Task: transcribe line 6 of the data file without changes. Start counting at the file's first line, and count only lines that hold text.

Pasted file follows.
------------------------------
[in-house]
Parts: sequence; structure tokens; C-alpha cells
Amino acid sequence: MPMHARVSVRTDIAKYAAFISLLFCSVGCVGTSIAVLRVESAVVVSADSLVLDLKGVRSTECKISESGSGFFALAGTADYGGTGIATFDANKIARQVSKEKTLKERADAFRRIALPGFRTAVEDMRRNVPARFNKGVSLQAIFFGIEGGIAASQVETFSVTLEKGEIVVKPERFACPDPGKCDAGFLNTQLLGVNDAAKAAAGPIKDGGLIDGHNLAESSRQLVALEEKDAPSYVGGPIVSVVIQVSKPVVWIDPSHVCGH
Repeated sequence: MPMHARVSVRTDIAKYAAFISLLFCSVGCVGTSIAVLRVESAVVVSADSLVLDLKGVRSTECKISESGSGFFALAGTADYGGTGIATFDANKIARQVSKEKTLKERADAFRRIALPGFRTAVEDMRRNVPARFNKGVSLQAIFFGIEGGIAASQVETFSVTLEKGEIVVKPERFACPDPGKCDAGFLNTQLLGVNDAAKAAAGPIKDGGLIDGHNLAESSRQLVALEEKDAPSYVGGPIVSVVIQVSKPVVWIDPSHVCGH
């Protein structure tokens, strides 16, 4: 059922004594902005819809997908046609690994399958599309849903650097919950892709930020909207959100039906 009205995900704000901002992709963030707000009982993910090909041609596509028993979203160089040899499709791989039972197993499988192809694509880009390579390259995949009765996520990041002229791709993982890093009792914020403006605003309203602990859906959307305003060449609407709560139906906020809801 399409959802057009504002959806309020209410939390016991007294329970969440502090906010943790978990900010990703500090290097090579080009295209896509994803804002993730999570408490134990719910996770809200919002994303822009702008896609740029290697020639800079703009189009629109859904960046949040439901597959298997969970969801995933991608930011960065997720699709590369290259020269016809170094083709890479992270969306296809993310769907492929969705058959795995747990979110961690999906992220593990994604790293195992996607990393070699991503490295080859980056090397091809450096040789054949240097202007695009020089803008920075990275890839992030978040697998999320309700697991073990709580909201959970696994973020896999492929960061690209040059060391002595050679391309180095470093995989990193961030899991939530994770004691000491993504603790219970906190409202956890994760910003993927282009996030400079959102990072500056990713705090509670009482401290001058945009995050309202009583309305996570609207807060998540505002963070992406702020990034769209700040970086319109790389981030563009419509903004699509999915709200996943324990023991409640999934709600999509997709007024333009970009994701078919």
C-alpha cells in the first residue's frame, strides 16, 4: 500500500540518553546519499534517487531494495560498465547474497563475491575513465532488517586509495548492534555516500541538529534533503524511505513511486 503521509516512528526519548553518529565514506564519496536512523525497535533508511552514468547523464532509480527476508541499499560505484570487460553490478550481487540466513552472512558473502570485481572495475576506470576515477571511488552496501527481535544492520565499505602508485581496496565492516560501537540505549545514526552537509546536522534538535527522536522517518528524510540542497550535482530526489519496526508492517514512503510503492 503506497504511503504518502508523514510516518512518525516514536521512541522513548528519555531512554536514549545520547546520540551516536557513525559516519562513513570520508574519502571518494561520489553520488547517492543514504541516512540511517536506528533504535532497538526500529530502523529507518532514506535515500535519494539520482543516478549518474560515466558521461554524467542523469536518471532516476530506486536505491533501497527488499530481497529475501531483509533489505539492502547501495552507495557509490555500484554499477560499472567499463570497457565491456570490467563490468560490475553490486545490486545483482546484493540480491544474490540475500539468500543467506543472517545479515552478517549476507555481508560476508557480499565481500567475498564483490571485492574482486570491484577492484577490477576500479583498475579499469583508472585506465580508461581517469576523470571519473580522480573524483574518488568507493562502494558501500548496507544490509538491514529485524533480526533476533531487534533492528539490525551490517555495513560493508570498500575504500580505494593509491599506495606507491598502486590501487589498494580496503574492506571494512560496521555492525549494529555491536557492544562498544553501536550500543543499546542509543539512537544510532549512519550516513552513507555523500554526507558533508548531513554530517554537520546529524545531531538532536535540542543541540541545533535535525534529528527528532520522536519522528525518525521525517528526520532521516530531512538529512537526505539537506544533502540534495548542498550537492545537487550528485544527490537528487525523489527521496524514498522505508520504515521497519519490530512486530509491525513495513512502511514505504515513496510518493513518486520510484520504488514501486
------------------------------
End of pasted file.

C-alpha cells in the first residue's frame, strides 16, 4: 500500500540518553546519499534517487531494495560498465547474497563475491575513465532488517586509495548492534555516500541538529534533503524511505513511486 503521509516512528526519548553518529565514506564519496536512523525497535533508511552514468547523464532509480527476508541499499560505484570487460553490478550481487540466513552472512558473502570485481572495475576506470576515477571511488552496501527481535544492520565499505602508485581496496565492516560501537540505549545514526552537509546536522534538535527522536522517518528524510540542497550535482530526489519496526508492517514512503510503492 503506497504511503504518502508523514510516518512518525516514536521512541522513548528519555531512554536514549545520547546520540551516536557513525559516519562513513570520508574519502571518494561520489553520488547517492543514504541516512540511517536506528533504535532497538526500529530502523529507518532514506535515500535519494539520482543516478549518474560515466558521461554524467542523469536518471532516476530506486536505491533501497527488499530481497529475501531483509533489505539492502547501495552507495557509490555500484554499477560499472567499463570497457565491456570490467563490468560490475553490486545490486545483482546484493540480491544474490540475500539468500543467506543472517545479515552478517549476507555481508560476508557480499565481500567475498564483490571485492574482486570491484577492484577490477576500479583498475579499469583508472585506465580508461581517469576523470571519473580522480573524483574518488568507493562502494558501500548496507544490509538491514529485524533480526533476533531487534533492528539490525551490517555495513560493508570498500575504500580505494593509491599506495606507491598502486590501487589498494580496503574492506571494512560496521555492525549494529555491536557492544562498544553501536550500543543499546542509543539512537544510532549512519550516513552513507555523500554526507558533508548531513554530517554537520546529524545531531538532536535540542543541540541545533535535525534529528527528532520522536519522528525518525521525517528526520532521516530531512538529512537526505539537506544533502540534495548542498550537492545537487550528485544527490537528487525523489527521496524514498522505508520504515521497519519490530512486530509491525513495513512502511514505504515513496510518493513518486520510484520504488514501486